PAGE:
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      Figure. Swimming fin and fin sucker in male Carinaria japonica. Penial appendage and penis dorsal to swimming fin. ©

  4. Radula
    1. Shape broadly triangular, with a relative low and limited number of tooth rows (34-44)
    2. Central (rachidian) tooth broad with a low base, three cusps, and  prominent posterolateral processes
    3. Lateral teeth with a small, curved cusp on the inner accessory plate
    4. Marginal teeth monocuspid
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      Click on an image to view larger version & data in a new window

      Figure. Radula of Carinaria lamarcki. Left: low magnification view (scale bar = 200 µm. Right: high magnfication view (scale bar = 20 µm). © G. Richter.

Comments

Most species are in the genus Carinaria; Pterosoma is monotypic and there are two species of Cardiapoda. The genera can be distinguished by the following characters:

Genus Shell size and shape
Shell location
Carinaria Macroscopic; cap-shaped, laterally compressed
Covers the tall, stalked visceral nucleus
Pterosoma Macroscopic; flattened, oblong in dorsal view
Covers the low, stalked visceral nucleus
Cardiapoda Microscopic; adult shell shield-shaped extension of the larval shell
Imbedded in dorsal tissues of the visceral nucleus

References

Lalli, C. M. and R. W. Gilmer. 1989. Pelagic snails. The biology of holoplanktonic gastropod snails. Stanford University Press, Stanford. 259 pp.

Richter, G. and R. R. Seapy. 1999. Heteropoda, pp. 621-647. In: D. Boltovskoy (ed.), South Atlantic Zooplankton. Backhuys Publishers, Leiden.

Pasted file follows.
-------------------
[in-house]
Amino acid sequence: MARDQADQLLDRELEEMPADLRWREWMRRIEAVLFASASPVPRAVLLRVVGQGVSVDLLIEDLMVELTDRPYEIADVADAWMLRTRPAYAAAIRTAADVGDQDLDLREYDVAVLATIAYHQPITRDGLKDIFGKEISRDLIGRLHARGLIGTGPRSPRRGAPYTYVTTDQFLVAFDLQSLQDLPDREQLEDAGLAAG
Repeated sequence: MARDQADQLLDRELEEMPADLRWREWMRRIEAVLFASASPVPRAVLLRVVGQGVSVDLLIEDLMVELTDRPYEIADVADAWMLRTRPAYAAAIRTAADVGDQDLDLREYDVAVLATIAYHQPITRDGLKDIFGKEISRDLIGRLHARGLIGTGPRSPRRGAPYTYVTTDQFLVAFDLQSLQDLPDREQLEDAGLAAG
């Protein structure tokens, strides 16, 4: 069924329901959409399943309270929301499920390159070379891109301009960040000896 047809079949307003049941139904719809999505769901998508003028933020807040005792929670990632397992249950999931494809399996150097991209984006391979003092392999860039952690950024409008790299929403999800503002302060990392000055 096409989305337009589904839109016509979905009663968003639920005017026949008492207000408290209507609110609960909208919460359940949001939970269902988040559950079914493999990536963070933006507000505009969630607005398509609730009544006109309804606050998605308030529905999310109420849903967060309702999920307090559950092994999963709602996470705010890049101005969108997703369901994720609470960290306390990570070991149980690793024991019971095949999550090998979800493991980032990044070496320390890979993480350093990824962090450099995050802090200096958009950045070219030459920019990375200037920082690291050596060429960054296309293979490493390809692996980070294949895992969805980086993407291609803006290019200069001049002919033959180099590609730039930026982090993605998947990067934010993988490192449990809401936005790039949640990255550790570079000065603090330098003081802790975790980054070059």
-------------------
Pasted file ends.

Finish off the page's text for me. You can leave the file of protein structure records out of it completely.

Seapy, R. R. and C. Thiriot-Quiévreux. 1994. Veliger larvae of Carinariidae (Mollusca: Heteropoda) from Hawaiian waters. Veliger 37: 336-343.

Tesch, J. J. 1949. Heteropoda. Dana Report 34, 53 pp., 5 plates.

Title Illustrations
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Scientific Name Carinaria japonica
Location Hawaiian waters
Specimen Condition Live Specimen
Sex Male
Life Cycle Stage adult
View right side
Image Use creative commons This media file is licensed under the Creative Commons Attribution-NonCommercial License - Version 3.0.
Copyright ©
Scientific Name Cardiapoda richardi
Location Sargasso Sea
Specimen Condition Live Specimen
Sex Female
Life Cycle Stage adult
View ventral
Copyright © L. Madin
Scientific Name Pterosoma planum
Location Hawaiian waters
Specimen Condition Live Specimen
Life Cycle Stage adult
View ventro-lateral
Image Use creative commons This media file is licensed under the Creative Commons Attribution-NonCommercial License - Version 3.0.
Copyright ©
About This Page


California State University, Fullerton, California, USA

Correspondence regarding this page should be directed to Roger R. Seapy at

Page: Tree of Life Carinariidae Blainville 1818. Authored by Roger R. Seapy. The TEXT of this page is licensed under the Creative Commons Attribution License - Version 3.0. Note that images and other media featured on this page are each governed by their own license, and they may or may not be available for reuse. Click on an image or a media link to access the media data window, which provides the relevant licensing information. For the general terms and conditions of ToL material reuse and redistribution, please see the Tree of Life Copyright Policies.

Citing this page:

Seapy, Roger R. 2007. Carinariidae Blainville 1818. Version 05 December 2007 (under construction). http://tolweb.org/Carinariidae/28733/2007.12.05 in The Tree of Life Web Project, http://tolweb.org/